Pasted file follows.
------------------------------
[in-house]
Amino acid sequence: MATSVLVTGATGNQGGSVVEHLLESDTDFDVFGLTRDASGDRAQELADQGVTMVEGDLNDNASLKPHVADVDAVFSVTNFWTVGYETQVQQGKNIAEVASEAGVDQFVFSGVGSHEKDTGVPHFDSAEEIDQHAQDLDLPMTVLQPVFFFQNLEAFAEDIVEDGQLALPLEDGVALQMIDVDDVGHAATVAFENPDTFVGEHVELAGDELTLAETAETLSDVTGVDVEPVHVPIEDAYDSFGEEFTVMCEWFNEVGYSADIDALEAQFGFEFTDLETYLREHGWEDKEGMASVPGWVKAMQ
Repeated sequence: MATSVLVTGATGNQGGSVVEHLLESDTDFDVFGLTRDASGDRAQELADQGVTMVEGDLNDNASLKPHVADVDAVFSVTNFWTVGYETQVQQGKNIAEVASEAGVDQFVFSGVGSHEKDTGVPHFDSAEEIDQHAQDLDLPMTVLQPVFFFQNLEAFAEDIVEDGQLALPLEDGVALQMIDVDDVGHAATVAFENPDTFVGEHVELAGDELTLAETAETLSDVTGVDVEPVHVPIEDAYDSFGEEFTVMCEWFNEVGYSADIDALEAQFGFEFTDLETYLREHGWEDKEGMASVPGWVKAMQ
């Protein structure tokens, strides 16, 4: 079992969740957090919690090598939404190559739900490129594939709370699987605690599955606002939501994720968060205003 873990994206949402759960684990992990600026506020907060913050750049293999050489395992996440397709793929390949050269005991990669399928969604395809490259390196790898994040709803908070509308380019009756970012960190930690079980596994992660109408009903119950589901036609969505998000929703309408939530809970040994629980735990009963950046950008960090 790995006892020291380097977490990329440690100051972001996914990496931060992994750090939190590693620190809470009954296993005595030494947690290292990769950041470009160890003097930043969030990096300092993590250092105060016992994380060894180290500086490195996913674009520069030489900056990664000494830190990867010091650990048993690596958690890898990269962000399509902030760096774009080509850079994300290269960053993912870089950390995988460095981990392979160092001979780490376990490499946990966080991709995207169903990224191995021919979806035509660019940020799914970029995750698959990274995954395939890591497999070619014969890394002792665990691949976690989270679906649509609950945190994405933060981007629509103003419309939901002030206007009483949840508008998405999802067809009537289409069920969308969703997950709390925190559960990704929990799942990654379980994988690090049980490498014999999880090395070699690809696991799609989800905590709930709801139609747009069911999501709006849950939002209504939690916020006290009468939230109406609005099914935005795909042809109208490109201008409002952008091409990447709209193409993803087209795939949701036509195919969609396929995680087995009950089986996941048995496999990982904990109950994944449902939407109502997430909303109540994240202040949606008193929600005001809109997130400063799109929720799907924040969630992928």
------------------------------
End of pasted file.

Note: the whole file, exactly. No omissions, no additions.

[in-house]
Amino acid sequence: MATSVLVTGATGNQGGSVVEHLLESDTDFDVFGLTRDASGDRAQELADQGVTMVEGDLNDNASLKPHVADVDAVFSVTNFWTVGYETQVQQGKNIAEVASEAGVDQFVFSGVGSHEKDTGVPHFDSAEEIDQHAQDLDLPMTVLQPVFFFQNLEAFAEDIVEDGQLALPLEDGVALQMIDVDDVGHAATVAFENPDTFVGEHVELAGDELTLAETAETLSDVTGVDVEPVHVPIEDAYDSFGEEFTVMCEWFNEVGYSADIDALEAQFGFEFTDLETYLREHGWEDKEGMASVPGWVKAMQ
Repeated sequence: MATSVLVTGATGNQGGSVVEHLLESDTDFDVFGLTRDASGDRAQELADQGVTMVEGDLNDNASLKPHVADVDAVFSVTNFWTVGYETQVQQGKNIAEVASEAGVDQFVFSGVGSHEKDTGVPHFDSAEEIDQHAQDLDLPMTVLQPVFFFQNLEAFAEDIVEDGQLALPLEDGVALQMIDVDDVGHAATVAFENPDTFVGEHVELAGDELTLAETAETLSDVTGVDVEPVHVPIEDAYDSFGEEFTVMCEWFNEVGYSADIDALEAQFGFEFTDLETYLREHGWEDKEGMASVPGWVKAMQ
């Protein structure tokens, strides 16, 4: 079992969740957090919690090598939404190559739900490129594939709370699987605690599955606002939501994720968060205003 873990994206949402759960684990992990600026506020907060913050750049293999050489395992996440397709793929390949050269005991990669399928969604395809490259390196790898994040709803908070509308380019009756970012960190930690079980596994992660109408009903119950589901036609969505998000929703309408939530809970040994629980735990009963950046950008960090 790995006892020291380097977490990329440690100051972001996914990496931060992994750090939190590693620190809470009954296993005595030494947690290292990769950041470009160890003097930043969030990096300092993590250092105060016992994380060894180290500086490195996913674009520069030489900056990664000494830190990867010091650990048993690596958690890898990269962000399509902030760096774009080509850079994300290269960053993912870089950390995988460095981990392979160092001979780490376990490499946990966080991709995207169903990224191995021919979806035509660019940020799914970029995750698959990274995954395939890591497999070619014969890394002792665990691949976690989270679906649509609950945190994405933060981007629509103003419309939901002030206007009483949840508008998405999802067809009537289409069920969308969703997950709390925190559960990704929990799942990654379980994988690090049980490498014999999880090395070699690809696991799609989800905590709930709801139609747009069911999501709006849950939002209504939690916020006290009468939230109406609005099914935005795909042809109208490109201008409002952008091409990447709209193409993803087209795939949701036509195919969609396929995680087995009950089986996941048995496999990982904990109950994944449902939407109502997430909303109540994240202040949606008193929600005001809109997130400063799109929720799907924040969630992928």